Accounting for Islamic financial transactions: a case study on financial reporting practices
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This hypothetical case study was developed based on the financial statements of Bahrain Islamic Bank and Bank Islam Malaysia Berhad. The banks were registered in two different countries namely Bahrain and Malaysia that adopted Financial Accounting Standards (FAS) issued by the Accounting and Auditing Organization for Islamic Financial Institutions (AAOIFI) and International Financial Reporting Standards (IFRS) (the standards are locally adopted and named as Malaysian Financial Reporting Standards (MFRS)) issued by International Accounting Standards Board (IASB) respectively. The key issues explored in this case are: the motivation for recording and reporting Islamic financial transactions; types and purposes of financial statements prepared by Islamic financial institutions (IFIS) in the two different financial reporting regimes; Shari'ah perspectives of key accounting assumptions such as substance over form, time value of money, fair value and principles of probability. Understanding the Shari'ah perspective of key accounting assumptions would help preparers and users of financial statements to appreciate the effect of accounting policy adopted for financial reporting.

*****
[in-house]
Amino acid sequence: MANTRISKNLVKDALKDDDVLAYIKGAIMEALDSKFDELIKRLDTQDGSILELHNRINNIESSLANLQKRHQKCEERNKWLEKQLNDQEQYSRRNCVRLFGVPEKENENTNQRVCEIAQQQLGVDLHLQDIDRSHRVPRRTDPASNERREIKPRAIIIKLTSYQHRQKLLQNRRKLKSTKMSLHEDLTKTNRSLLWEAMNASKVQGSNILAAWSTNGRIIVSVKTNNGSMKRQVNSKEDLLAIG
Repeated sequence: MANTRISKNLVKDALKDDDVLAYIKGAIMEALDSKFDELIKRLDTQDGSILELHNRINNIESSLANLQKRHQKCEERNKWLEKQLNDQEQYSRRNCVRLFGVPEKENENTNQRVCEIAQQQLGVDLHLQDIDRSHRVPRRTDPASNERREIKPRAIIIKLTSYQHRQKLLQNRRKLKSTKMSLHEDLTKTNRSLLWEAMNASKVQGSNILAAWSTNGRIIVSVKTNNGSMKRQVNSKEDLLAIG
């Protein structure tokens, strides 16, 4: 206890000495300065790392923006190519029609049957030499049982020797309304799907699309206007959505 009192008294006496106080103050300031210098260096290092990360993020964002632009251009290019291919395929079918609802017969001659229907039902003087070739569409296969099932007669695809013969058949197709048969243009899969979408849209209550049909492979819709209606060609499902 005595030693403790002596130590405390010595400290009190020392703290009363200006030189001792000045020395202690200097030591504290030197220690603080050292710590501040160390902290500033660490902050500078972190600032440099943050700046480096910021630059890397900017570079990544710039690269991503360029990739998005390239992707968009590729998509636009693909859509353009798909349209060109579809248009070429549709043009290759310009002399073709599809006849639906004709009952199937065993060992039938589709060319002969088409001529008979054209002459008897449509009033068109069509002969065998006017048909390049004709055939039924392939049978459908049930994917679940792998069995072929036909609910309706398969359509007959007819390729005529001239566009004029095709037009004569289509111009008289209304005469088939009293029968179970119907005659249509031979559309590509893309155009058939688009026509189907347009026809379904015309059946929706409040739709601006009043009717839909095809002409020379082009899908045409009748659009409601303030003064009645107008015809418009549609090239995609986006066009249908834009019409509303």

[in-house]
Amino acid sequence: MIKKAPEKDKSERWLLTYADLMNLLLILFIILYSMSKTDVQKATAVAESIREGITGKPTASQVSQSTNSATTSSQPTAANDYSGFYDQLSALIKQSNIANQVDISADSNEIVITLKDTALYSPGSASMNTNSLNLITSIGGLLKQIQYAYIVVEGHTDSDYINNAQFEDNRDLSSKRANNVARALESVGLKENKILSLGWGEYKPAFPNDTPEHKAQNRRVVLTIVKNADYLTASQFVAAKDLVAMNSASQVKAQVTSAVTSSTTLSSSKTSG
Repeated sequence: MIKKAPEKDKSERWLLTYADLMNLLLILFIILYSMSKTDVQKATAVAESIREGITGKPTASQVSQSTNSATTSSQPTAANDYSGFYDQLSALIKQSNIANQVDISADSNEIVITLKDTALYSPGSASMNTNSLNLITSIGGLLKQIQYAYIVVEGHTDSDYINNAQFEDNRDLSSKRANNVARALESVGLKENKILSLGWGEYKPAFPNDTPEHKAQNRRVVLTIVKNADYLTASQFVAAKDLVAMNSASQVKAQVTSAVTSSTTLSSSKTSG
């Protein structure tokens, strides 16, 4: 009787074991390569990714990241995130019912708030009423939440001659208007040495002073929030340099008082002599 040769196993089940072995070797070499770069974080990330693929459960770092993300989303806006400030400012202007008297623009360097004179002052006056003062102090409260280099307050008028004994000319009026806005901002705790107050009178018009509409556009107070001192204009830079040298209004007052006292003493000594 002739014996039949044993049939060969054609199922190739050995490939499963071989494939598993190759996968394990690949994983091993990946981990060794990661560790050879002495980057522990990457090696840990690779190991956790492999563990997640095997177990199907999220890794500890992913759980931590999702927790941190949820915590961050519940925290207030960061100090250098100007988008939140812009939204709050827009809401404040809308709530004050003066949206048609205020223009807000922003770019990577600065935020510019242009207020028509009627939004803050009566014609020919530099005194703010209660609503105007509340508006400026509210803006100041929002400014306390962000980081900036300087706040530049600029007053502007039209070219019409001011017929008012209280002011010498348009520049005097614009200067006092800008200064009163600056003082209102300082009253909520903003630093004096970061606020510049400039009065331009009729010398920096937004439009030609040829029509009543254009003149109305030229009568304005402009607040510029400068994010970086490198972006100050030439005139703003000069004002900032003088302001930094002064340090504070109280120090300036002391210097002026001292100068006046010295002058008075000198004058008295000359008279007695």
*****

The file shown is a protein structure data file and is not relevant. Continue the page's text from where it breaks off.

IFRS/MFRS , AAOIFI , Financial Statements, Substance over form , Time value of money
Muhamad Sori, Zulkarnain. (2018). Accounting for Islamic financial transactions: a case study on financial reporting practices. In Ahmed Ali Siddiqui, Sarwat Ahson & Shazia Farooq. (Eds.), Case studies in Islamic finance and Shari'ah compliance (pp. 8-40). Karachi, Pakistan: IBA Press.